A Collection of Wonderful Reads


Have you ever spent time reading a book and put in the hours it took to complete the novel – be it fiction, a biography, a paperback, a hardcover, or whatever – only to regret the time it took to finish it? I have. That’s why when I am looking for a new read, I turn immediately to my best source for book reviews: my friends and peers. While it’s tempting to pick up the latest New York Times best seller off the rack, I first want to know if anyone in my circle (people who understand my likes and dislikes and share a similar outlook on reading entertainment) would recommend it. When a new title is suggested, I bombard that person with a battery of questions:

• Is this book powerful? Meaning, does this novel have the kind of emotional depth of prose that will make me feel something after reading it?
• Was it hard to put down?
• Will it frighten me to my wits end? (If so, typically I’m not interested).
• Will it keep me thinking long after I’ve finished the last page?

Today and tomorrow, I thought I\’d share with you a handful of books I read this year. My reading interests are varied. I love a good fictional plot and I’m a sucker for rockstar autobiographies. I’m also very intrigued by books that focus on business. And while horses consume my real life, I still adore a great horse read. Between today and tomorrow, I\’ll share with you five reviews are based on only a handful of books I read this year. If, my friends, you’re looking for great stocking stuffers, they might come in handy…

The debut novel of Sara Gruen focuses around the life and troubled times of Annmarie Zimmer, a Grand Prix rider and an Olympic hopeful who once sat high upon her rare coated, white-stripped chestnut gelding named Harry. Following a tragic accident, Zimmer wakes up in another lifetime facing divorce, a dying father and a teenager overcome with angst. Twenty years later, she returns home to her family’s New Hampshire horse farm and discovers she has become but a shadow of herself: the girl who once was so full of ambition, courage and desire to saddle up anything with four legs is now a jobless and lonely woman.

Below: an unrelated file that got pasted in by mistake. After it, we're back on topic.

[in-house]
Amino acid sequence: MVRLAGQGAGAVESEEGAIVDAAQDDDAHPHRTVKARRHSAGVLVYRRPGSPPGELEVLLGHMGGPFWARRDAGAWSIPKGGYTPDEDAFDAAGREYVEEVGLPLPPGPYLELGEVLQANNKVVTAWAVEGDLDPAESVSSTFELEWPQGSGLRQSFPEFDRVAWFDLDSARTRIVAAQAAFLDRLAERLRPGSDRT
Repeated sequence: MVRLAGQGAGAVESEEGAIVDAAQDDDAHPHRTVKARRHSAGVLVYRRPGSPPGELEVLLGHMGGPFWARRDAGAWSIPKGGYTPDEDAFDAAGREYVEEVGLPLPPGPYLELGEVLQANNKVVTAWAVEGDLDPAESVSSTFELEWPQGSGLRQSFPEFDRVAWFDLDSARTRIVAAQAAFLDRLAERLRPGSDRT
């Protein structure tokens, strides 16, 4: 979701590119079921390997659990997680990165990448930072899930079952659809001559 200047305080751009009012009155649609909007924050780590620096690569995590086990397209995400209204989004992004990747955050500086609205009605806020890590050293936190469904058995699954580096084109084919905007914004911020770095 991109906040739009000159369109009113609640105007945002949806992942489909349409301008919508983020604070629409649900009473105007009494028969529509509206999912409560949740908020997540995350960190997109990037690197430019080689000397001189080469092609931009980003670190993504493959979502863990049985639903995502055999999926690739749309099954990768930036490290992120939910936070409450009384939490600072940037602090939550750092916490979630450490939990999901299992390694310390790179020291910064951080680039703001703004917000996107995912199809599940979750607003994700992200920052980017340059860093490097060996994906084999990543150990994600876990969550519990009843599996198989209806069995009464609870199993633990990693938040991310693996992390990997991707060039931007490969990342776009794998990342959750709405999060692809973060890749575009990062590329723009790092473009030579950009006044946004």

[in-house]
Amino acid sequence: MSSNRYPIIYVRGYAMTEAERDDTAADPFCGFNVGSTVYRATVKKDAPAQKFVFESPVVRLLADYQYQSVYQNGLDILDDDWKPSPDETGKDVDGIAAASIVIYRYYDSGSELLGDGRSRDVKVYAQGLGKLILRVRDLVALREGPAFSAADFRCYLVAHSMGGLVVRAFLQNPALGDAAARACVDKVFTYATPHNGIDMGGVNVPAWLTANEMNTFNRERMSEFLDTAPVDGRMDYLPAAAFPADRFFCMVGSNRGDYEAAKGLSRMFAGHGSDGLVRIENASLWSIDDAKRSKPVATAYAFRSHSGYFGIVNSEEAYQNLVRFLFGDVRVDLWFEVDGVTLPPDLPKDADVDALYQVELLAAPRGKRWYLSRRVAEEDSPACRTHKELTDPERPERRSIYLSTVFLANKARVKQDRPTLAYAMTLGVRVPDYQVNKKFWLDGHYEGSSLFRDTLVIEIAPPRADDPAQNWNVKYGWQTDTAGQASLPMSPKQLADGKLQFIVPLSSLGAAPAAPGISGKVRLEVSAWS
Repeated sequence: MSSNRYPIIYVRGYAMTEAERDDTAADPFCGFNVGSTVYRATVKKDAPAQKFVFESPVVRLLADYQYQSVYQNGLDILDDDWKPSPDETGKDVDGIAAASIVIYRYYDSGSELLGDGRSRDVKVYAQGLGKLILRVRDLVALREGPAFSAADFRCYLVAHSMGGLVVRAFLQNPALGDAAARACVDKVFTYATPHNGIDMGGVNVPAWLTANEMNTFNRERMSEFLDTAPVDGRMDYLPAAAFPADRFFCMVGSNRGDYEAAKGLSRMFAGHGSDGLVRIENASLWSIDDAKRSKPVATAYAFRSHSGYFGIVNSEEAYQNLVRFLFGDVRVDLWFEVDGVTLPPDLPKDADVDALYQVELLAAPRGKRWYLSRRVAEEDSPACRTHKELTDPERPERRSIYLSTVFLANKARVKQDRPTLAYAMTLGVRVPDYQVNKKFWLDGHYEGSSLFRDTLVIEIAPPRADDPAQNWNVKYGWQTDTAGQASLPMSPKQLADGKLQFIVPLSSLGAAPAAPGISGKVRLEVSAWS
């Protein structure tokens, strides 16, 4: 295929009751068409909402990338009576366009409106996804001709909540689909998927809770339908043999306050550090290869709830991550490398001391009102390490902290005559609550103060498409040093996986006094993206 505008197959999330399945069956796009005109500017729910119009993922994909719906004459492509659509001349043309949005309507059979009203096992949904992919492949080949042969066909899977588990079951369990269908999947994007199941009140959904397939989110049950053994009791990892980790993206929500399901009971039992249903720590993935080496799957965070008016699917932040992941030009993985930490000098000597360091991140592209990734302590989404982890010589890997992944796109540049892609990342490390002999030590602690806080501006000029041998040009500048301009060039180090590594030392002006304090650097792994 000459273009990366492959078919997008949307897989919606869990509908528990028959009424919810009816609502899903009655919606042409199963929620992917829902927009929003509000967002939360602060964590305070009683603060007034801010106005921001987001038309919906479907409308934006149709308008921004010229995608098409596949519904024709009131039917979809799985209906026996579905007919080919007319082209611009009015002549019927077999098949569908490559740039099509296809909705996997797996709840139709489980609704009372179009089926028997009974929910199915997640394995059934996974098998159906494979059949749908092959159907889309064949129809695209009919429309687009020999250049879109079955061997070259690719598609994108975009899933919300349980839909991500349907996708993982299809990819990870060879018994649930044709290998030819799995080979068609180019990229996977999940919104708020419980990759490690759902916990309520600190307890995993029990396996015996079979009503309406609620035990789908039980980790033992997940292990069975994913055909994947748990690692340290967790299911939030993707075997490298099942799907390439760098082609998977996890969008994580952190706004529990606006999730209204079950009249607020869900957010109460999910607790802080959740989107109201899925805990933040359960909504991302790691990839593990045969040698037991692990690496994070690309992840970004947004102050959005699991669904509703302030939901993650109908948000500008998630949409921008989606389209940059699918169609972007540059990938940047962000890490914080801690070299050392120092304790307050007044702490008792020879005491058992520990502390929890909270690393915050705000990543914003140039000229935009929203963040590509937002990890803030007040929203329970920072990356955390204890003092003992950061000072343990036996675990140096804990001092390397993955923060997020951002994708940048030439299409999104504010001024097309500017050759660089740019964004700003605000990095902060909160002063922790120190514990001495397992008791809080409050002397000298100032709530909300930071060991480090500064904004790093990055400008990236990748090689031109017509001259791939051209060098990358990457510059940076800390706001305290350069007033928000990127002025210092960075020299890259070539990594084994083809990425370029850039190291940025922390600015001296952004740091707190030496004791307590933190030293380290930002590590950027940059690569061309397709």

Life begins to take Zimmer in a different path when her ex-boyfriend / veterinarian / neighborhood-horse-rescuer discovers a woeful gelding that bears an astonishing resemblance to Harry. And things heat up even more as Zimmer finds herself teetering in the throes of her past love and the seductive allure of a trainer with world-class talents.

Gruen’s flawed characters are richly depicted and often easy to identify with, making this book a charming fictional read that is sure to warm your heart on cold, winter nights. Riding Lessons is a moving tale about overcoming loss, evaluating the error of past decisions, life, hope and “…the extraordinary capacity of a horse to elevate the human spirit.”

Malcolm Gladwell quickly became one of my favorite authors this year. I have read and thoroughly enjoyed his other novels as well; The Tipping Point – How Little Things Can Make a Big Difference; and Blink – The Power of Thinking Without Thinking; but the book that spoke to me the most in regards to the horse industry was Outliers – The Story of Success.

Now if you’re thinking that this book is a reference guide to instant prosperity, it isn’t. In fact, in Outliers, Gladwell argues that the story of success isn’t always centered around a person’s intelligence or ambition. Instead, he gives real life examples of people who have thrived in business or in life because of circumstances surrounding them – for instance, their birthplace, their family history, and their generation, amongst other things.

Gladwell explains what Bill Gates and the Beatles have in common and makes sense of Silicon Valley billionaires. He examines the role culture and circumstances play in the difference between good airlines and airlines who have a history of crashing planes. And Gladwell will give you new insight for looking at the world of successful people. Outliers is thought provoking and upsetting at times because it defies logical thinking – but in a fantastic way.


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